Weaker gun state laws are associated with higher rates of suicide secondary to firearms

Rodrigo F. Alban, Miriam A Nuno, Ara Ko, Galinos Barmparas, Azaria V. Lewis, Daniel R. Margulies

Research output: Contribution to journalArticle

6 Citations (Scopus)

Abstract

Background Firearm-related suicides comprise over two-thirds of gun-related violence in the United States, and gun laws and policies remain under scrutiny, with many advocating for revision of the regulatory map for lawful gun ownership, aiming at restricting access and distribution of these weapons. However, the quantitative relationship between how strict gun laws are and the incidence of firearm violence with their associated mortality is largely unknown. We therefore, sought to explore the impact of firearm law patterns among states on the incidence and outcomes of firearm-related suicide attempts, utilizing established objective criteria. Methods The National Inpatient Sample for the years 1998-2011 was queried for all firearm-related suicides. Discharge facilities were stratified into five categories (A, B, C, D, and F, with A representing states with the most strict and F representing states with the least strict laws) based on the Brady Campaign to prevent Gun Violence that assigns scorecards for every state. The primary outcomes were suicide attempts and in-hospital mortality per 100,000 populations by Brady state grade. Results During the 14-year study period, 34,994 subjects met inclusion criteria. The mean age was 42.0 years and 80.1% were male. A handgun was utilized by 51.8% of patients. The overall mortality was 33.3%. Overall, 22.0% had reported psychoses and 19.3% reported depression. After adjusting for confounding factors and using group A as reference, there were higher adjusted odds for suicide attempts for patients admitted in group C, D, and F category states (1.73, 2.09, and 1.65, respectively, all P < 0.001). Conclusions Firearm-related suicide attempt injuries are more common in states with less strict gun laws, and these injuries tend to be associated with a higher mortality. Efforts aimed at nationwide standardization of firearm state laws are warranted, particularly for young adults and suicide-prone populations. Level of evidence III. Study type Trauma Outcomes study.

Original languageEnglish (US)
Pages (from-to)135-142
Number of pages8
JournalJournal of Surgical Research
Volume221
DOIs
StatePublished - Jan 1 2018
Externally publishedYes

Fingerprint

Firearms
Suicide
Violence
Mortality
Wounds and Injuries
Weapons
Ownership
Incidence
Hospital Mortality
Psychotic Disorders
Population
Inpatients
Young Adult
Outcome Assessment (Health Care)

Keywords

  • Brady state scorecard
  • Firearms
  • Gun laws
  • Mortality
  • Suicide

ASJC Scopus subject areas

  • Surgery

Cite this

Weaker gun state laws are associated with higher rates of suicide secondary to firearms. / Alban, Rodrigo F.; Nuno, Miriam A; Ko, Ara; Barmparas, Galinos; Lewis, Azaria V.; Margulies, Daniel R.

In: Journal of Surgical Research, Vol. 221, 01.01.2018, p. 135-142.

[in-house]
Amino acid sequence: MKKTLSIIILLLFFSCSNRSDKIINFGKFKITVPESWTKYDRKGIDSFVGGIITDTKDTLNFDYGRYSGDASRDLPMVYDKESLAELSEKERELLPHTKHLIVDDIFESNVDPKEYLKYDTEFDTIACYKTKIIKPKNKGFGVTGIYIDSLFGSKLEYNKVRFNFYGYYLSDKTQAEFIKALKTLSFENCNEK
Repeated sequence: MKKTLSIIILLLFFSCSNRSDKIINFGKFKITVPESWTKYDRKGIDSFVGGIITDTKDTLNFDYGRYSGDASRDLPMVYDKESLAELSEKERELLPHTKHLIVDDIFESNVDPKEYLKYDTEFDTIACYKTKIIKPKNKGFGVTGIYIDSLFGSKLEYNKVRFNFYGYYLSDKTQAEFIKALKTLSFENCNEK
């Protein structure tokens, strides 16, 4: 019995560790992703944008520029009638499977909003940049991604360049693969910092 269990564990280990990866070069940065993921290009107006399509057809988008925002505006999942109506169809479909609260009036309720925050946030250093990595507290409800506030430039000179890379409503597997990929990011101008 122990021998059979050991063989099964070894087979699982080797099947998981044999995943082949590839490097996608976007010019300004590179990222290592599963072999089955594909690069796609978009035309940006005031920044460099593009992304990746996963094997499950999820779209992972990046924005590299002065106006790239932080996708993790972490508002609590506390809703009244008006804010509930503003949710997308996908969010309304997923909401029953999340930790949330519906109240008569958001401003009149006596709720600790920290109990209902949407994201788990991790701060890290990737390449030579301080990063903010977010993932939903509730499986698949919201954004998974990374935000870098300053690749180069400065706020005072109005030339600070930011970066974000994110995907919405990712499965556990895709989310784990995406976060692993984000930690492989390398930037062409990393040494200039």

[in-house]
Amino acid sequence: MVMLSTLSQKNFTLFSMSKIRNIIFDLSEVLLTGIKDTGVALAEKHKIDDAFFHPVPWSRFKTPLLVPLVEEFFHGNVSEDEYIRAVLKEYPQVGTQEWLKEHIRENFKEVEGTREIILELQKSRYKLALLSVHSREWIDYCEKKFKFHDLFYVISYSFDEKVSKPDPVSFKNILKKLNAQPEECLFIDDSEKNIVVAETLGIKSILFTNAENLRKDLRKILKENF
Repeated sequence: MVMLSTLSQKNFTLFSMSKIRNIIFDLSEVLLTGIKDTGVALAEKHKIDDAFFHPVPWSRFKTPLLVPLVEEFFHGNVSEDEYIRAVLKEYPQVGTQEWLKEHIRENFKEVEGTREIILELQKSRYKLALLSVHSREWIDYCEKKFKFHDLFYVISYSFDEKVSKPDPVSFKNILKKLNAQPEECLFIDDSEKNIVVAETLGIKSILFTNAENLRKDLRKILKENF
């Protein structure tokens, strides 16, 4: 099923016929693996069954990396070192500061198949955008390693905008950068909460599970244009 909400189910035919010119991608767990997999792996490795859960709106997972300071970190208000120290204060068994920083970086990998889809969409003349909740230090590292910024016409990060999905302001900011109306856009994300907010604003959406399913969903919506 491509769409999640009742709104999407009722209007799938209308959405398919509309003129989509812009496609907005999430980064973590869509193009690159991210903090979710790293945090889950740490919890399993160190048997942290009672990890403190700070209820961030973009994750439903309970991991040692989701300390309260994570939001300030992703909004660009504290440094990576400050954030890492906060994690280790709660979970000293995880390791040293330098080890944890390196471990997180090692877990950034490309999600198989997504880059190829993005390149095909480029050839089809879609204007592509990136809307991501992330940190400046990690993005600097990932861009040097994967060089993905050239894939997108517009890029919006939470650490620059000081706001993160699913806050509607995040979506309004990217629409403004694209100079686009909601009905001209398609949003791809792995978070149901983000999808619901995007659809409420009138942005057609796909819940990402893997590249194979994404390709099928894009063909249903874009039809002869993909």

Research output: Contribution to journalArticle

Alban, Rodrigo F. ; Nuno, Miriam A ; Ko, Ara ; Barmparas, Galinos ; Lewis, Azaria V. ; Margulies, Daniel R. / Weaker gun state laws are associated with higher rates of suicide secondary to firearms. In: Journal of Surgical Research. 2018 ; Vol. 221. pp. 135-142.
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abstract = "Background Firearm-related suicides comprise over two-thirds of gun-related violence in the United States, and gun laws and policies remain under scrutiny, with many advocating for revision of the regulatory map for lawful gun ownership, aiming at restricting access and distribution of these weapons. However, the quantitative relationship between how strict gun laws are and the incidence of firearm violence with their associated mortality is largely unknown. We therefore, sought to explore the impact of firearm law patterns among states on the incidence and outcomes of firearm-related suicide attempts, utilizing established objective criteria. Methods The National Inpatient Sample for the years 1998-2011 was queried for all firearm-related suicides. Discharge facilities were stratified into five categories (A, B, C, D, and F, with A representing states with the most strict and F representing states with the least strict laws) based on the Brady Campaign to prevent Gun Violence that assigns scorecards for every state. The primary outcomes were suicide attempts and in-hospital mortality per 100,000 populations by Brady state grade. Results During the 14-year study period, 34,994 subjects met inclusion criteria. The mean age was 42.0 years and 80.1{\%} were male. A handgun was utilized by 51.8{\%} of patients. The overall mortality was 33.3{\%}. Overall, 22.0{\%} had reported psychoses and 19.3{\%} reported depression. After adjusting for confounding factors and using group A as reference, there were higher adjusted odds for suicide attempts for patients admitted in group C, D, and F category states (1.73, 2.09, and 1.65, respectively, all P < 0.001). Conclusions Firearm-related suicide attempt injuries are more common in states with less strict gun laws, and these injuries tend to be associated with a higher mortality. Efforts aimed at nationwide standardization of firearm state laws are warranted, particularly for young adults and suicide-prone populations. Level of evidence III. Study type Trauma Outcomes study.",